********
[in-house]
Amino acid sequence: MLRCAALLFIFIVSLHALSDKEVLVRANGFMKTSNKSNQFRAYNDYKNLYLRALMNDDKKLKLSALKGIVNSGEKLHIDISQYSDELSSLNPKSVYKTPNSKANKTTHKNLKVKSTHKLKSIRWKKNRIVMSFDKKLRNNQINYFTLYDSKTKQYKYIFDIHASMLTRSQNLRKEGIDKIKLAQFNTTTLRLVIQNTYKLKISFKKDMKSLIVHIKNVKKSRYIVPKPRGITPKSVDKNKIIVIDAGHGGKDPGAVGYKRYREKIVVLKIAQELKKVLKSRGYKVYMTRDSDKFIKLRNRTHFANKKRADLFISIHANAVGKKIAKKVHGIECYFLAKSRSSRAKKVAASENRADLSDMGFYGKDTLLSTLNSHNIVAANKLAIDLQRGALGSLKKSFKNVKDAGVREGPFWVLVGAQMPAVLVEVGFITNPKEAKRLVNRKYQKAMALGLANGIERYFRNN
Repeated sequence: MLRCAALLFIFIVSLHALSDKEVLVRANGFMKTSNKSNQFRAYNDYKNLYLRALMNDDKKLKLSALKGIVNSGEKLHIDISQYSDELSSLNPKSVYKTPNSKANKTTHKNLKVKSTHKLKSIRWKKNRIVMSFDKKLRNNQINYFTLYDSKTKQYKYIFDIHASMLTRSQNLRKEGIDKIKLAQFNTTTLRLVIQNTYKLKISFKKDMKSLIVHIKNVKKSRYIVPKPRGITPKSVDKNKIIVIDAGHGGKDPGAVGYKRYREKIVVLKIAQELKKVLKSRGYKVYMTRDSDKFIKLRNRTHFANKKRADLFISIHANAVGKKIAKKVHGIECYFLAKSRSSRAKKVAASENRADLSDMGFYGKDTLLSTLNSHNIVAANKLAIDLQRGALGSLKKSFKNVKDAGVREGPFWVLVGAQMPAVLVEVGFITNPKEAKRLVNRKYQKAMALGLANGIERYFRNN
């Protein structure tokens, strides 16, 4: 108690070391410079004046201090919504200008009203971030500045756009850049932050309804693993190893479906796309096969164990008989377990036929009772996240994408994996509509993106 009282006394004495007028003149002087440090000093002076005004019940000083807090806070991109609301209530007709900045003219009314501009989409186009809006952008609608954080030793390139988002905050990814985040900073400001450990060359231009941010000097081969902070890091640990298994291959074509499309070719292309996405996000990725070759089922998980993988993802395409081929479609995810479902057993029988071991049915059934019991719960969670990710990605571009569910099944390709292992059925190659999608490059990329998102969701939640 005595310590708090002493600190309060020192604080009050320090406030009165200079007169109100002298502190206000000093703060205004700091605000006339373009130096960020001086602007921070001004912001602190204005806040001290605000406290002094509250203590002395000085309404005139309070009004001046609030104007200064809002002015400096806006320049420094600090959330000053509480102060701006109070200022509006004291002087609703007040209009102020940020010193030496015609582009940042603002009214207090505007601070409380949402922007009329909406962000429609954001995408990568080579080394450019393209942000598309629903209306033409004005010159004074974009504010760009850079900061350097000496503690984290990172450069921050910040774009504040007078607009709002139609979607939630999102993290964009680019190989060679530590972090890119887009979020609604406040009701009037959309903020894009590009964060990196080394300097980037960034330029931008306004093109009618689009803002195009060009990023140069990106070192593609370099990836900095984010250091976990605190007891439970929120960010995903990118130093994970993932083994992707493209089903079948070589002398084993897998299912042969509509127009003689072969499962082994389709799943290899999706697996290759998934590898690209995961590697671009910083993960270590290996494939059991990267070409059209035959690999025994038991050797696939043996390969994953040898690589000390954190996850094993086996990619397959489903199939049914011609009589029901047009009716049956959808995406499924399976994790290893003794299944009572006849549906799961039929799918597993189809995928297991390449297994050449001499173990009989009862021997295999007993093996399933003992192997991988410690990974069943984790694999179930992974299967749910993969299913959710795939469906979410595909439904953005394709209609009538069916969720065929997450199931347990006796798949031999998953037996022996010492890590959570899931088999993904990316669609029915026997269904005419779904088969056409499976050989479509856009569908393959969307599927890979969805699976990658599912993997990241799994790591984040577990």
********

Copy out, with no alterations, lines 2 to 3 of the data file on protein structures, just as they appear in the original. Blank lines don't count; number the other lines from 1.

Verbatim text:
Amino acid sequence: MLRCAALLFIFIVSLHALSDKEVLVRANGFMKTSNKSNQFRAYNDYKNLYLRALMNDDKKLKLSALKGIVNSGEKLHIDISQYSDELSSLNPKSVYKTPNSKANKTTHKNLKVKSTHKLKSIRWKKNRIVMSFDKKLRNNQINYFTLYDSKTKQYKYIFDIHASMLTRSQNLRKEGIDKIKLAQFNTTTLRLVIQNTYKLKISFKKDMKSLIVHIKNVKKSRYIVPKPRGITPKSVDKNKIIVIDAGHGGKDPGAVGYKRYREKIVVLKIAQELKKVLKSRGYKVYMTRDSDKFIKLRNRTHFANKKRADLFISIHANAVGKKIAKKVHGIECYFLAKSRSSRAKKVAASENRADLSDMGFYGKDTLLSTLNSHNIVAANKLAIDLQRGALGSLKKSFKNVKDAGVREGPFWVLVGAQMPAVLVEVGFITNPKEAKRLVNRKYQKAMALGLANGIERYFRNN
Repeated sequence: MLRCAALLFIFIVSLHALSDKEVLVRANGFMKTSNKSNQFRAYNDYKNLYLRALMNDDKKLKLSALKGIVNSGEKLHIDISQYSDELSSLNPKSVYKTPNSKANKTTHKNLKVKSTHKLKSIRWKKNRIVMSFDKKLRNNQINYFTLYDSKTKQYKYIFDIHASMLTRSQNLRKEGIDKIKLAQFNTTTLRLVIQNTYKLKISFKKDMKSLIVHIKNVKKSRYIVPKPRGITPKSVDKNKIIVIDAGHGGKDPGAVGYKRYREKIVVLKIAQELKKVLKSRGYKVYMTRDSDKFIKLRNRTHFANKKRADLFISIHANAVGKKIAKKVHGIECYFLAKSRSSRAKKVAASENRADLSDMGFYGKDTLLSTLNSHNIVAANKLAIDLQRGALGSLKKSFKNVKDAGVREGPFWVLVGAQMPAVLVEVGFITNPKEAKRLVNRKYQKAMALGLANGIERYFRNN